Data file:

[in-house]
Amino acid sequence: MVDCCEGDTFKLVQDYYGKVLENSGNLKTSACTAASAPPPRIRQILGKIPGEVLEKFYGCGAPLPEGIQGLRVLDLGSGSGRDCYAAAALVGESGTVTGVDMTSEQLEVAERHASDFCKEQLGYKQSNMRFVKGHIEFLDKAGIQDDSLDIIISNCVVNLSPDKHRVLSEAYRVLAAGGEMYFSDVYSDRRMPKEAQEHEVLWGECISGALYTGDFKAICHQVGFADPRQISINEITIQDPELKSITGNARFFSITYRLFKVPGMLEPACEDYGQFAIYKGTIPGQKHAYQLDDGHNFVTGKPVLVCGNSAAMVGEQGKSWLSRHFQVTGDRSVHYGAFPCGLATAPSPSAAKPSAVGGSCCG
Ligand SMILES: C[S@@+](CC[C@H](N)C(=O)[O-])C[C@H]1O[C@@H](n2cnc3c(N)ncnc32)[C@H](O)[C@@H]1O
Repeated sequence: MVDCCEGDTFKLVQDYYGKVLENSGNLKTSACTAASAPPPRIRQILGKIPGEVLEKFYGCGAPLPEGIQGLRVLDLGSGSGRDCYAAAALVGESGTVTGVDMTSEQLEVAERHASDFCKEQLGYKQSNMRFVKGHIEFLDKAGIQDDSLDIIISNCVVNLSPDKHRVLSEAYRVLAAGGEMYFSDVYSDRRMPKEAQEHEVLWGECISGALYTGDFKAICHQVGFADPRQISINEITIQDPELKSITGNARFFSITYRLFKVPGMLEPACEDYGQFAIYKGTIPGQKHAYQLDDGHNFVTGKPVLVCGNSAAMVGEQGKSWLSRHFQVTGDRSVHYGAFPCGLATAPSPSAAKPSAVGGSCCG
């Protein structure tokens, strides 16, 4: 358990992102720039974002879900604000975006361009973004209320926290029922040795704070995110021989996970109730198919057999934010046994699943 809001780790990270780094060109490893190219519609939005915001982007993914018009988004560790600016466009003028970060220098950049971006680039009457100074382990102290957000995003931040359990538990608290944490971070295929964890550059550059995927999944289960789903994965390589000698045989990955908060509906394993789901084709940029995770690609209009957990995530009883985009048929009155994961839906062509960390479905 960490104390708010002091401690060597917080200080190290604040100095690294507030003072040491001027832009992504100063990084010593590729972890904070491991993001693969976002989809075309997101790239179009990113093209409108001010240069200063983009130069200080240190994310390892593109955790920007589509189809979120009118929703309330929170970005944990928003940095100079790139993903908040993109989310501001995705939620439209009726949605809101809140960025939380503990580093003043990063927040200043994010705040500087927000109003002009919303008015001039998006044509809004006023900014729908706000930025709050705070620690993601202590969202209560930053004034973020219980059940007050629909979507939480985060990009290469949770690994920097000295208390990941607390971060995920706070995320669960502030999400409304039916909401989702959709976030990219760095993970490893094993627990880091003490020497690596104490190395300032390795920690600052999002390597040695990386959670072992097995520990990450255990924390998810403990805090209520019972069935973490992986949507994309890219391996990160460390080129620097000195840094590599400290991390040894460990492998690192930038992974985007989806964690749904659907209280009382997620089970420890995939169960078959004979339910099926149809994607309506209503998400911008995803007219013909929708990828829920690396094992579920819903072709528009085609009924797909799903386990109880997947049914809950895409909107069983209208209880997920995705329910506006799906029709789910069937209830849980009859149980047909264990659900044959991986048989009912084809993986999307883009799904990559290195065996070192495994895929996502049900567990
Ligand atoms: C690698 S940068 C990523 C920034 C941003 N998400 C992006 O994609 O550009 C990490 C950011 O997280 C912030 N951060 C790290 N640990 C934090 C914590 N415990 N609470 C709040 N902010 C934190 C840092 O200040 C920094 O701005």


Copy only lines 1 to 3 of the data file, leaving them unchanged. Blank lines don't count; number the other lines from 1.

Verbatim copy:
[in-house]
Amino acid sequence: MVDCCEGDTFKLVQDYYGKVLENSGNLKTSACTAASAPPPRIRQILGKIPGEVLEKFYGCGAPLPEGIQGLRVLDLGSGSGRDCYAAAALVGESGTVTGVDMTSEQLEVAERHASDFCKEQLGYKQSNMRFVKGHIEFLDKAGIQDDSLDIIISNCVVNLSPDKHRVLSEAYRVLAAGGEMYFSDVYSDRRMPKEAQEHEVLWGECISGALYTGDFKAICHQVGFADPRQISINEITIQDPELKSITGNARFFSITYRLFKVPGMLEPACEDYGQFAIYKGTIPGQKHAYQLDDGHNFVTGKPVLVCGNSAAMVGEQGKSWLSRHFQVTGDRSVHYGAFPCGLATAPSPSAAKPSAVGGSCCG
Ligand SMILES: C[S@@+](CC[C@H](N)C(=O)[O-])C[C@H]1O[C@@H](n2cnc3c(N)ncnc32)[C@H](O)[C@@H]1O